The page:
Mosquitoes proved to be a far more dangerous hazard during the early days of the University of Chicago excavations. Back then, Megiddo lay beside malarial marshes and, when the first members of the field-team arrived in the autumn of 1925, they had little more than canvas to keep the insects at bay. Although Rockefeller’s largesse allowed for the construction of a dig house, until it was completed the team were quartered in tents. Fisher – Breasted’s first field-director – was keen to get the mound surveyed before the first digging season’s scheduled start in April 1926. Instead, by December, he had succumbed to malaria, and within a month the rest of the team had it, too. Illness delayed the start of digging by three months, but preparatory work was also stymied by a personality clash between Fisher and the surveyor. The bad blood eventually led to the latter’s dismissal, with the plan still unfinished.
As was usual for the period, hired workmen did the actual digging, in this case a sizable team of Egyptians from Quft oversaw local workers from the villages around Megiddo. Slightly more unusual was that Fisher was the only experienced archaeologist among the small team of Americans assembled by Breasted. Despite the challenging start, the team was able to stage a PR coup when Breasted visited in March 1926. Earlier excavations at the site under Gottlieb Schumacher had seen a massive trench sliced through the tell. Combing his spoil heaps for stones to construct the dig house, the Chicago workmen found a fragment of an inscription bearing Egyptian hieroglyphics, and it was implied in later write-ups that this discovery coincided with Breasted’s visit. He identified it with another ruler who probably makes an appearance in the Bible – pharaoh Sheshonq, who reigned from c.945-920 BC – but was less than amused that it had been found four months earlier and no one had thought to tell him! In the event, the 1926 season proved to be Fisher’s first and last. He never fully recovered from the malaria, and was replaced as field-director by P L O Guy, a freshly retired chief inspector for the Department of Antiquities in British Mandate Palestine.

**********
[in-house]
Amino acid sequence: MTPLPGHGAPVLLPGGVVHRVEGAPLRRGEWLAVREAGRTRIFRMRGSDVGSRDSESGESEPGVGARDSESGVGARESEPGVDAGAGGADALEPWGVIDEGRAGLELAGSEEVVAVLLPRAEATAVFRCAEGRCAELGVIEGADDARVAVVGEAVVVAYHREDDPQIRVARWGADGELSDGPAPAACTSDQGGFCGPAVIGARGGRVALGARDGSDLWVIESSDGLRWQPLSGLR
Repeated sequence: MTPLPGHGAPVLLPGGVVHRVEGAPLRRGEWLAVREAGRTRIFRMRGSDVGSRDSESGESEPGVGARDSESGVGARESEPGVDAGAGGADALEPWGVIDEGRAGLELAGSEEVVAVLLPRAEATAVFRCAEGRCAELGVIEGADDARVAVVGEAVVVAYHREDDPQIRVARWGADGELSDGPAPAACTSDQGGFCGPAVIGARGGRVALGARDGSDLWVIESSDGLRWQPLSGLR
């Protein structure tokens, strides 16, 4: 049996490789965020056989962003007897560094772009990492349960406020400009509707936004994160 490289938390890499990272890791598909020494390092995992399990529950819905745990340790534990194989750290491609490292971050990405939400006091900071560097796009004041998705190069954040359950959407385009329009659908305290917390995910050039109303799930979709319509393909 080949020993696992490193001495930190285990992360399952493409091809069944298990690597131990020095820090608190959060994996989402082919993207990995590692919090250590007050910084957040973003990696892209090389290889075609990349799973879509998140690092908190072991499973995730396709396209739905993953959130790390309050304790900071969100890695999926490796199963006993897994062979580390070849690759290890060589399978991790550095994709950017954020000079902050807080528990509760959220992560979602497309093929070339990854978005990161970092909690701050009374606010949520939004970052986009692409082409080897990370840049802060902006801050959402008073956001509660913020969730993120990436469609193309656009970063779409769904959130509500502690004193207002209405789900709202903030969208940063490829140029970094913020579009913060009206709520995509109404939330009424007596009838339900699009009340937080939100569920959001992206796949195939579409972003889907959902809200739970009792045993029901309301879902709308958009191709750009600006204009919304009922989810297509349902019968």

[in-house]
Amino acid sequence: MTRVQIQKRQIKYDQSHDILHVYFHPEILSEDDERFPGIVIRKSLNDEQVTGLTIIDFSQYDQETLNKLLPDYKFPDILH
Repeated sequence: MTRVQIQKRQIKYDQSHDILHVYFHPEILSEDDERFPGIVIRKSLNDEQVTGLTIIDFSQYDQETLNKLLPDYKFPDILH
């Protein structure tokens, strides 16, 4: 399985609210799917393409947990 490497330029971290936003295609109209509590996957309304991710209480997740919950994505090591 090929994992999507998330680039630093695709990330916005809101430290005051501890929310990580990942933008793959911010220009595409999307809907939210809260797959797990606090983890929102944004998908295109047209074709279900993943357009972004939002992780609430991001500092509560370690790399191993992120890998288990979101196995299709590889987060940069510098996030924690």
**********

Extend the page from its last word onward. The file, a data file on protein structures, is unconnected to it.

‘When you find out what was going on, sometimes you think, “Wow, that would never happen today”, but at other times the events feel very familiar,’ says Eric. ‘The internal workings of the Chicago expedition can feel both very distant and very near, which I find fascinating. As anyone who has been on a dig will know, it can be tough. Reading about it, I was appreciative of the team’s efforts, and completely understood when things went south for a while. When it comes to the infighting, plenty of people will think “Yep, been there, done that”. Many archaeologists will be familiar with those days when you’ve got five people on a dig, and two aren’t talking to each other.’
A great way to get two archaeologists in a trench to fall out is to ask them to agree on the precise colour of any given layer they are excavating. One well-known way to sidestep this tension is deploying the Munsell Book of Color, which presents a handy compendium of colour shades, complete with descriptions. This approach seems to have been introduced by Breasted in 1930. ‘I still want to know who at Chicago told Breasted to use this,’ says Eric. ‘He says that it was someone in the art department, and my guess is it happened at a faculty lunch or something. It is amazing how many things can happen that way. Back in 2008, we found some bullet casings in a neo-Assyrian level at Megiddo. When I came back afterwards, I was in line at a buffet luncheon next to the Head of Forensic Science. He asked me what I had been doing over the summer, and I suddenly thought to ask “You do forensics: can you help me to identify some bullet casings?” And that accidental meeting solved the mystery. We did a ballistics comparison, and the casings turned out to be from a Czechoslovakian MG34 machine-gun used in the 1948 battle at Megiddo.’
Adopting Munsell was not the only innovation to occur during Guy’s tenure as field-director. He advocated launching hydrogen-filled meteorological balloons to secure aerial photographs of the site. The response from Chicago to this proposal was lukewarm at best: ‘my own reaction… is… the Megiddo expedition runs a considerable risk of being blown to atoms. However, this again rests with you.’ Undeterred, Guy secured some of the first aerial photographs to be taken in the region. By now, Guy also believed he had discovered something that justified such scrupulous recording, and which occasioned an extraordinary telegram to Breasted. It opened with two biblical references, because Guy believed he had discovered Solomon’s stables. The result was an international sensation.
The fascinating and engaging account of the University of Chicago excavations at Megiddo is available as:
E H Cline (2020) Digging up Armageddon: the search for the lost city of Solomon (Princeton University Press, ISBN 978-0691166322).
All images: Oriental Institute of the University of Chicago